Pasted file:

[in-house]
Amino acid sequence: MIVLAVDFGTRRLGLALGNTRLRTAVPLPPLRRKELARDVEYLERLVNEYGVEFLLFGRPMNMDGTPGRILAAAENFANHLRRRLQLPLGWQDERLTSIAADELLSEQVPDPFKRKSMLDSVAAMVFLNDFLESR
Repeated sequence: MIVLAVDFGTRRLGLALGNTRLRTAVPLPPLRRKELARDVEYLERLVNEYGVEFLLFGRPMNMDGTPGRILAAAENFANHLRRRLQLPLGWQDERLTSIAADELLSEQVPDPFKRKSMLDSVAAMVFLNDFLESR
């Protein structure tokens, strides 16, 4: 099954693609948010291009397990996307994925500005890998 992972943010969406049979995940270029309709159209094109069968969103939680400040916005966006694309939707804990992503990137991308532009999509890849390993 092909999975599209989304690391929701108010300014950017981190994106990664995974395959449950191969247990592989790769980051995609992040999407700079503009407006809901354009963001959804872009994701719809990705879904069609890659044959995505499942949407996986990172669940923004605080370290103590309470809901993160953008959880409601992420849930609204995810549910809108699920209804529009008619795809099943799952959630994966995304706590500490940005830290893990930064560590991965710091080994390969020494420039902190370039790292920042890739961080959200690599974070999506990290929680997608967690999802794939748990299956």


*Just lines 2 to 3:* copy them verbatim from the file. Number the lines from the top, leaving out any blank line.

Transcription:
Amino acid sequence: MIVLAVDFGTRRLGLALGNTRLRTAVPLPPLRRKELARDVEYLERLVNEYGVEFLLFGRPMNMDGTPGRILAAAENFANHLRRRLQLPLGWQDERLTSIAADELLSEQVPDPFKRKSMLDSVAAMVFLNDFLESR
Repeated sequence: MIVLAVDFGTRRLGLALGNTRLRTAVPLPPLRRKELARDVEYLERLVNEYGVEFLLFGRPMNMDGTPGRILAAAENFANHLRRRLQLPLGWQDERLTSIAADELLSEQVPDPFKRKSMLDSVAAMVFLNDFLESR